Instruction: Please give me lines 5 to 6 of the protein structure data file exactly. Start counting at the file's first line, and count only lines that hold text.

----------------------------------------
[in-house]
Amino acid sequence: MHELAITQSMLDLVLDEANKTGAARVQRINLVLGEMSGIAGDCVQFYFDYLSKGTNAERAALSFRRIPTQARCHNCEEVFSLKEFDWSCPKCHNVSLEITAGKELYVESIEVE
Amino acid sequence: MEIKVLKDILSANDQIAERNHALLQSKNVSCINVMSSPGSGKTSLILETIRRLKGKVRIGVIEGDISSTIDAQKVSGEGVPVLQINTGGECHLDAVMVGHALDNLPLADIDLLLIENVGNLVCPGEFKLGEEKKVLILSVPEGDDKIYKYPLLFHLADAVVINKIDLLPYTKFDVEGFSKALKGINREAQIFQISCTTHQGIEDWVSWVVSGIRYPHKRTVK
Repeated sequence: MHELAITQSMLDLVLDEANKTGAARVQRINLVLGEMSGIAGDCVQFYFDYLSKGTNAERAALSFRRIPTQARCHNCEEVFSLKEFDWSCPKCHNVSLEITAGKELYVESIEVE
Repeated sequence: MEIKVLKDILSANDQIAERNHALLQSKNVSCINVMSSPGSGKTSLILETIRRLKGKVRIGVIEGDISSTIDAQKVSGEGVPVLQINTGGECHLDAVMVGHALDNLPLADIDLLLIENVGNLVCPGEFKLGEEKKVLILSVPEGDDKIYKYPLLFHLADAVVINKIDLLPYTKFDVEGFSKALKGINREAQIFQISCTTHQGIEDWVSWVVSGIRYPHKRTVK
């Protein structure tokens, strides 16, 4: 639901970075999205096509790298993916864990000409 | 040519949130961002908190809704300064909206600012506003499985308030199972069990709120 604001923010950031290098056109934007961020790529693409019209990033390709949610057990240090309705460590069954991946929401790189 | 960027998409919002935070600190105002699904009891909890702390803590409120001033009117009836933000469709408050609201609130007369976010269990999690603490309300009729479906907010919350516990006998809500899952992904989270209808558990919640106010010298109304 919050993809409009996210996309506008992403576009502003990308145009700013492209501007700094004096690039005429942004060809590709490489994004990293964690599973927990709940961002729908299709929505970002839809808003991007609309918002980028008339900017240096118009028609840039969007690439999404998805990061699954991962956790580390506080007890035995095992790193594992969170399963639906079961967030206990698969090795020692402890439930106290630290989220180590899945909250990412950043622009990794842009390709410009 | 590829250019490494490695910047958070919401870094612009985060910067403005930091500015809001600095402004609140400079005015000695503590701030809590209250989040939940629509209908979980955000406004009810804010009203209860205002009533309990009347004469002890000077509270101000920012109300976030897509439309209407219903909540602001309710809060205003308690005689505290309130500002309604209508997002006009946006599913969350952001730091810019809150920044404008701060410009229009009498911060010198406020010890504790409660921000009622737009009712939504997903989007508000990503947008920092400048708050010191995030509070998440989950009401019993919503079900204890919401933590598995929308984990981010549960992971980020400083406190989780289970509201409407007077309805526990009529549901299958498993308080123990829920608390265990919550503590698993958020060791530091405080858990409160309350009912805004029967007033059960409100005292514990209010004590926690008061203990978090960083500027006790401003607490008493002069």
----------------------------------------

Repeated sequence: MEIKVLKDILSANDQIAERNHALLQSKNVSCINVMSSPGSGKTSLILETIRRLKGKVRIGVIEGDISSTIDAQKVSGEGVPVLQINTGGECHLDAVMVGHALDNLPLADIDLLLIENVGNLVCPGEFKLGEEKKVLILSVPEGDDKIYKYPLLFHLADAVVINKIDLLPYTKFDVEGFSKALKGINREAQIFQISCTTHQGIEDWVSWVVSGIRYPHKRTVK
């Protein structure tokens, strides 16, 4: 639901970075999205096509790298993916864990000409 | 040519949130961002908190809704300064909206600012506003499985308030199972069990709120 604001923010950031290098056109934007961020790529693409019209990033390709949610057990240090309705460590069954991946929401790189 | 960027998409919002935070600190105002699904009891909890702390803590409120001033009117009836933000469709408050609201609130007369976010269990999690603490309300009729479906907010919350516990006998809500899952992904989270209808558990919640106010010298109304 919050993809409009996210996309506008992403576009502003990308145009700013492209501007700094004096690039005429942004060809590709490489994004990293964690599973927990709940961002729908299709929505970002839809808003991007609309918002980028008339900017240096118009028609840039969007690439999404998805990061699954991962956790580390506080007890035995095992790193594992969170399963639906079961967030206990698969090795020692402890439930106290630290989220180590899945909250990412950043622009990794842009390709410009 | 590829250019490494490695910047958070919401870094612009985060910067403005930091500015809001600095402004609140400079005015000695503590701030809590209250989040939940629509209908979980955000406004009810804010009203209860205002009533309990009347004469002890000077509270101000920012109300976030897509439309209407219903909540602001309710809060205003308690005689505290309130500002309604209508997002006009946006599913969350952001730091810019809150920044404008701060410009229009009498911060010198406020010890504790409660921000009622737009009712939504997903989007508000990503947008920092400048708050010191995030509070998440989950009401019993919503079900204890919401933590598995929308984990981010549960992971980020400083406190989780289970509201409407007077309805526990009529549901299958498993308080123990829920608390265990919550503590698993958020060791530091405080858990409160309350009912805004029967007033059960409100005292514990209010004590926690008061203990978090960083500027006790401003607490008493002069």